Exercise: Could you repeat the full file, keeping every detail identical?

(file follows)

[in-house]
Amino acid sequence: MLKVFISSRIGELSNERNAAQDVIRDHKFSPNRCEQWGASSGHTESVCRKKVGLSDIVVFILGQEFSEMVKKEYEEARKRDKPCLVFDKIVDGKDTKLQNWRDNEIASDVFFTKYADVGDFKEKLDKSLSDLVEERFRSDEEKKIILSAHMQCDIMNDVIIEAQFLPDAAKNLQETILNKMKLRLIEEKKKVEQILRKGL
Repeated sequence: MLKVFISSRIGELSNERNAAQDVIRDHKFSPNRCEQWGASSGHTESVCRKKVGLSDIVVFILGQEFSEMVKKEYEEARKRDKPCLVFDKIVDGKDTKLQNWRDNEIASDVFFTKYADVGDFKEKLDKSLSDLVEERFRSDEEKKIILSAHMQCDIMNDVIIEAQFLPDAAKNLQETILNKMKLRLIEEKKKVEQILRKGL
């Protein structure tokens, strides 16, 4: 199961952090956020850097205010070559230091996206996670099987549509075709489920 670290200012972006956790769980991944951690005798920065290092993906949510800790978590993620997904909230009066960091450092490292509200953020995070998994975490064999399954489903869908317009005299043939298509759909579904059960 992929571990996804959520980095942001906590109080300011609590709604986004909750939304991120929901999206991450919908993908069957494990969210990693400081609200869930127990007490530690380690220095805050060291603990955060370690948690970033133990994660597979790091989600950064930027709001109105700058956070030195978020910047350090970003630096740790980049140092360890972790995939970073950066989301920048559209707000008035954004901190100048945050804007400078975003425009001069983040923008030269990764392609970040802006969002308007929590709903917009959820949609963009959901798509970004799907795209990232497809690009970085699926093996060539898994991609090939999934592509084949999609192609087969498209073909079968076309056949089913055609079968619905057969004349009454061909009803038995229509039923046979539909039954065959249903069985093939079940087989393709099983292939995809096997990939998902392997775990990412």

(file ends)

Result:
[in-house]
Amino acid sequence: MLKVFISSRIGELSNERNAAQDVIRDHKFSPNRCEQWGASSGHTESVCRKKVGLSDIVVFILGQEFSEMVKKEYEEARKRDKPCLVFDKIVDGKDTKLQNWRDNEIASDVFFTKYADVGDFKEKLDKSLSDLVEERFRSDEEKKIILSAHMQCDIMNDVIIEAQFLPDAAKNLQETILNKMKLRLIEEKKKVEQILRKGL
Repeated sequence: MLKVFISSRIGELSNERNAAQDVIRDHKFSPNRCEQWGASSGHTESVCRKKVGLSDIVVFILGQEFSEMVKKEYEEARKRDKPCLVFDKIVDGKDTKLQNWRDNEIASDVFFTKYADVGDFKEKLDKSLSDLVEERFRSDEEKKIILSAHMQCDIMNDVIIEAQFLPDAAKNLQETILNKMKLRLIEEKKKVEQILRKGL
């Protein structure tokens, strides 16, 4: 199961952090956020850097205010070559230091996206996670099987549509075709489920 670290200012972006956790769980991944951690005798920065290092993906949510800790978590993620997904909230009066960091450092490292509200953020995070998994975490064999399954489903869908317009005299043939298509759909579904059960 992929571990996804959520980095942001906590109080300011609590709604986004909750939304991120929901999206991450919908993908069957494990969210990693400081609200869930127990007490530690380690220095805050060291603990955060370690948690970033133990994660597979790091989600950064930027709001109105700058956070030195978020910047350090970003630096740790980049140092360890972790995939970073950066989301920048559209707000008035954004901190100048945050804007400078975003425009001069983040923008030269990764392609970040802006969002308007929590709903917009959820949609963009959901798509970004799907795209990232497809690009970085699926093996060539898994991609090939999934592509084949999609192609087969498209073909079968076309056949089913055609079968619905057969004349009454061909009803038995229509039923046979539909039954065959249903069985093939079940087989393709099983292939995809096997990939998902392997775990990412």